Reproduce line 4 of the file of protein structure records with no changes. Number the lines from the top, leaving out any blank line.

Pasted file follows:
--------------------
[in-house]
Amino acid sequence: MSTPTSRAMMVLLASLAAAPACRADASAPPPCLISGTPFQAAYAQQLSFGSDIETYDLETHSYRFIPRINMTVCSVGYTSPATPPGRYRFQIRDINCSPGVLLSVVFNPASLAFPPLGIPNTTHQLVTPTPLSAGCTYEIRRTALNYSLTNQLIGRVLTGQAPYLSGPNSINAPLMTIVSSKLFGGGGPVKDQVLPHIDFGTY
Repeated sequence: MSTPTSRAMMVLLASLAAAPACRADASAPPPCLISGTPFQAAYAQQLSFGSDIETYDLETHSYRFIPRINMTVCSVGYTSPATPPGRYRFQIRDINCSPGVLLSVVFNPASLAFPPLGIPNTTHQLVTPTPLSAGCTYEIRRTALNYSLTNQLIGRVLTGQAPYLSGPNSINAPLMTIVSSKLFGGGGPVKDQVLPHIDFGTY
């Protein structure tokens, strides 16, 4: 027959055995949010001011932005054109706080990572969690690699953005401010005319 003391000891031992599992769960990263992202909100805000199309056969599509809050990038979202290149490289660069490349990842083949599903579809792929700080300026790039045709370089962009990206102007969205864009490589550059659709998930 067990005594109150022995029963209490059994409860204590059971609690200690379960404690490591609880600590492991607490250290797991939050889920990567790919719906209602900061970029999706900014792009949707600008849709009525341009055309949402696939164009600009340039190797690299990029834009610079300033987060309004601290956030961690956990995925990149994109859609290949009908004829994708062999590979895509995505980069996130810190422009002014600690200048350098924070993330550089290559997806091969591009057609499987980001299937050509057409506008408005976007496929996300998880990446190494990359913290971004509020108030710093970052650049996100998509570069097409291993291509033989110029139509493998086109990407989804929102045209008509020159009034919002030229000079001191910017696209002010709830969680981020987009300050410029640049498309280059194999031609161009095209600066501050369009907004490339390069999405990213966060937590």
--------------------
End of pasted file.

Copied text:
């Protein structure tokens, strides 16, 4: 027959055995949010001011932005054109706080990572969690690699953005401010005319 003391000891031992599992769960990263992202909100805000199309056969599509809050990038979202290149490289660069490349990842083949599903579809792929700080300026790039045709370089962009990206102007969205864009490589550059659709998930 067990005594109150022995029963209490059994409860204590059971609690200690379960404690490591609880600590492991607490250290797991939050889920990567790919719906209602900061970029999706900014792009949707600008849709009525341009055309949402696939164009600009340039190797690299990029834009610079300033987060309004601290956030961690956990995925990149994109859609290949009908004829994708062999590979895509995505980069996130810190422009002014600690200048350098924070993330550089290559997806091969591009057609499987980001299937050509057409506008408005976007496929996300998880990446190494990359913290971004509020108030710093970052650049996100998509570069097409291993291509033989110029139509493998086109990407989804929102045209008509020159009034919002030229000079001191910017696209002010709830969680981020987009300050410029640049498309280059194999031609161009095209600066501050369009907004490339390069999405990213966060937590």